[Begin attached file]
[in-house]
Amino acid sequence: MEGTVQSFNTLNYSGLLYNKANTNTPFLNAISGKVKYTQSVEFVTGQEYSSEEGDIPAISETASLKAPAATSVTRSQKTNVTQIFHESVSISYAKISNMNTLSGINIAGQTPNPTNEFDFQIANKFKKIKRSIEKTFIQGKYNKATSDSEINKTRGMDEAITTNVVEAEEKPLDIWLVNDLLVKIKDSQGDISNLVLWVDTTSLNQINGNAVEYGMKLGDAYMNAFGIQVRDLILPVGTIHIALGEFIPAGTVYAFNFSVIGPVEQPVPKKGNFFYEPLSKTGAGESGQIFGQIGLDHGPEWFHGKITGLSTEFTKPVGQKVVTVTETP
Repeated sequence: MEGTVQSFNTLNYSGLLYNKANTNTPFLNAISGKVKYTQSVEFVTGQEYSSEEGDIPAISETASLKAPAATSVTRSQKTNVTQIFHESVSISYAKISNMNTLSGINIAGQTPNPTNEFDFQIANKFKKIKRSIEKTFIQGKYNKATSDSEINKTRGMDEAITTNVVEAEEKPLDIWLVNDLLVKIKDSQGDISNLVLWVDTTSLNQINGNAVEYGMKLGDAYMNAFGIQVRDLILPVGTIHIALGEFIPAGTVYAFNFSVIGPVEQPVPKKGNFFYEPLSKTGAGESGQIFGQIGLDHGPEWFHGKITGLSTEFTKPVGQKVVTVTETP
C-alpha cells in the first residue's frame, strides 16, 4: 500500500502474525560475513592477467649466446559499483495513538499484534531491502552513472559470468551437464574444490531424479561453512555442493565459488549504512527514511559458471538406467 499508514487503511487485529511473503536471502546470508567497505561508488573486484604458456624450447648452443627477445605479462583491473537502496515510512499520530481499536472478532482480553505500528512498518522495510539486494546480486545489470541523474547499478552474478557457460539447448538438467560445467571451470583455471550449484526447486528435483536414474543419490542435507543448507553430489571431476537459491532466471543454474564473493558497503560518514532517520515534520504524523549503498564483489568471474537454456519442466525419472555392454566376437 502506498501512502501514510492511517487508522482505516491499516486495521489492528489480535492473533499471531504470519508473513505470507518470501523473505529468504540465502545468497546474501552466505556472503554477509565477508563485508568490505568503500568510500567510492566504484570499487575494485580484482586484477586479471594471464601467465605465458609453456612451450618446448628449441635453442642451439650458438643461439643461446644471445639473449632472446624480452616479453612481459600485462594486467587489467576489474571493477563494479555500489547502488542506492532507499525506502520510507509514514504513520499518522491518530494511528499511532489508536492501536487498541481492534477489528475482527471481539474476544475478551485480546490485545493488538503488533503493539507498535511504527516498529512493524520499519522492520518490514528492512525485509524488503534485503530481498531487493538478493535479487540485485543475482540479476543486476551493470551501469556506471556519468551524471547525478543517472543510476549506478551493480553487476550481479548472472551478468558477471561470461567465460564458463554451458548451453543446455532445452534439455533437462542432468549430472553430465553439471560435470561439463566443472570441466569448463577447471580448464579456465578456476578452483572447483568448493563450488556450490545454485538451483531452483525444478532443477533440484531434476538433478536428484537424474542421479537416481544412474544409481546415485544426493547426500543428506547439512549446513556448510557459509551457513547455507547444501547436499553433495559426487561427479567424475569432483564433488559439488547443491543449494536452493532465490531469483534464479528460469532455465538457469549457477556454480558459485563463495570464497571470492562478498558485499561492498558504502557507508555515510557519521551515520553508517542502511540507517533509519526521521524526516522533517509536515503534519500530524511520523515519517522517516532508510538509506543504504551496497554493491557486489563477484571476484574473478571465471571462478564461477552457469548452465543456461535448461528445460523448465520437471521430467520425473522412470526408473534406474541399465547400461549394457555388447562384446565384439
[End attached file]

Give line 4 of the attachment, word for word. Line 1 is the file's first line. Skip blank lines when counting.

C-alpha cells in the first residue's frame, strides 16, 4: 500500500502474525560475513592477467649466446559499483495513538499484534531491502552513472559470468551437464574444490531424479561453512555442493565459488549504512527514511559458471538406467 499508514487503511487485529511473503536471502546470508567497505561508488573486484604458456624450447648452443627477445605479462583491473537502496515510512499520530481499536472478532482480553505500528512498518522495510539486494546480486545489470541523474547499478552474478557457460539447448538438467560445467571451470583455471550449484526447486528435483536414474543419490542435507543448507553430489571431476537459491532466471543454474564473493558497503560518514532517520515534520504524523549503498564483489568471474537454456519442466525419472555392454566376437 502506498501512502501514510492511517487508522482505516491499516486495521489492528489480535492473533499471531504470519508473513505470507518470501523473505529468504540465502545468497546474501552466505556472503554477509565477508563485508568490505568503500568510500567510492566504484570499487575494485580484482586484477586479471594471464601467465605465458609453456612451450618446448628449441635453442642451439650458438643461439643461446644471445639473449632472446624480452616479453612481459600485462594486467587489467576489474571493477563494479555500489547502488542506492532507499525506502520510507509514514504513520499518522491518530494511528499511532489508536492501536487498541481492534477489528475482527471481539474476544475478551485480546490485545493488538503488533503493539507498535511504527516498529512493524520499519522492520518490514528492512525485509524488503534485503530481498531487493538478493535479487540485485543475482540479476543486476551493470551501469556506471556519468551524471547525478543517472543510476549506478551493480553487476550481479548472472551478468558477471561470461567465460564458463554451458548451453543446455532445452534439455533437462542432468549430472553430465553439471560435470561439463566443472570441466569448463577447471580448464579456465578456476578452483572447483568448493563450488556450490545454485538451483531452483525444478532443477533440484531434476538433478536428484537424474542421479537416481544412474544409481546415485544426493547426500543428506547439512549446513556448510557459509551457513547455507547444501547436499553433495559426487561427479567424475569432483564433488559439488547443491543449494536452493532465490531469483534464479528460469532455465538457469549457477556454480558459485563463495570464497571470492562478498558485499561492498558504502557507508555515510557519521551515520553508517542502511540507517533509519526521521524526516522533517509536515503534519500530524511520523515519517522517516532508510538509506543504504551496497554493491557486489563477484571476484574473478571465471571462478564461477552457469548452465543456461535448461528445460523448465520437471521430467520425473522412470526408473534406474541399465547400461549394457555388447562384446565384439